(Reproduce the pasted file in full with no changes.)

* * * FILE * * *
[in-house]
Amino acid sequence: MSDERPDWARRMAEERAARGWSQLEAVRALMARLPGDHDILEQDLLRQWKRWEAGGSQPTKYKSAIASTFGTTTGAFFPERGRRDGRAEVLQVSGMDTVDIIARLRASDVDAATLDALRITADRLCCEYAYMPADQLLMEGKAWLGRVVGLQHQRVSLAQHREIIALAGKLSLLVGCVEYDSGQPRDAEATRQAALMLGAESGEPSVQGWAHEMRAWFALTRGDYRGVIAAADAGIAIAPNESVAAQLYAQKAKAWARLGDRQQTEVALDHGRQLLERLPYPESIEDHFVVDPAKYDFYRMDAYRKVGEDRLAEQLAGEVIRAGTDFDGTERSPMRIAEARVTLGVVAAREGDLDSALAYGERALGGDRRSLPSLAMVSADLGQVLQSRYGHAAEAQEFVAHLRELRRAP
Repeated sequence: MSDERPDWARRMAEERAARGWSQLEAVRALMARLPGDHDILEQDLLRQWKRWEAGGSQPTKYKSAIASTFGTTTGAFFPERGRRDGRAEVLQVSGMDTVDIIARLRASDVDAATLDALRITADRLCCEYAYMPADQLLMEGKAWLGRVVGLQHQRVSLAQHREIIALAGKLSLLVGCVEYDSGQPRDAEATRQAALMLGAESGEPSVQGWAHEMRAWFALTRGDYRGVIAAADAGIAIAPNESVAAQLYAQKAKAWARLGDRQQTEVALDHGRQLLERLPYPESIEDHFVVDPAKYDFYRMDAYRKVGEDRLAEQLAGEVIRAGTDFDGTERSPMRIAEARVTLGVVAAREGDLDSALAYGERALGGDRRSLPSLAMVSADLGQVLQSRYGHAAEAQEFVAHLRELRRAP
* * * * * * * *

[in-house]
Amino acid sequence: MSDERPDWARRMAEERAARGWSQLEAVRALMARLPGDHDILEQDLLRQWKRWEAGGSQPTKYKSAIASTFGTTTGAFFPERGRRDGRAEVLQVSGMDTVDIIARLRASDVDAATLDALRITADRLCCEYAYMPADQLLMEGKAWLGRVVGLQHQRVSLAQHREIIALAGKLSLLVGCVEYDSGQPRDAEATRQAALMLGAESGEPSVQGWAHEMRAWFALTRGDYRGVIAAADAGIAIAPNESVAAQLYAQKAKAWARLGDRQQTEVALDHGRQLLERLPYPESIEDHFVVDPAKYDFYRMDAYRKVGEDRLAEQLAGEVIRAGTDFDGTERSPMRIAEARVTLGVVAAREGDLDSALAYGERALGGDRRSLPSLAMVSADLGQVLQSRYGHAAEAQEFVAHLRELRRAP
Repeated sequence: MSDERPDWARRMAEERAARGWSQLEAVRALMARLPGDHDILEQDLLRQWKRWEAGGSQPTKYKSAIASTFGTTTGAFFPERGRRDGRAEVLQVSGMDTVDIIARLRASDVDAATLDALRITADRLCCEYAYMPADQLLMEGKAWLGRVVGLQHQRVSLAQHREIIALAGKLSLLVGCVEYDSGQPRDAEATRQAALMLGAESGEPSVQGWAHEMRAWFALTRGDYRGVIAAADAGIAIAPNESVAAQLYAQKAKAWARLGDRQQTEVALDHGRQLLERLPYPESIEDHFVVDPAKYDFYRMDAYRKVGEDRLAEQLAGEVIRAGTDFDGTERSPMRIAEARVTLGVVAAREGDLDSALAYGERALGGDRRSLPSLAMVSADLGQVLQSRYGHAAEAQEFVAHLRELRRAP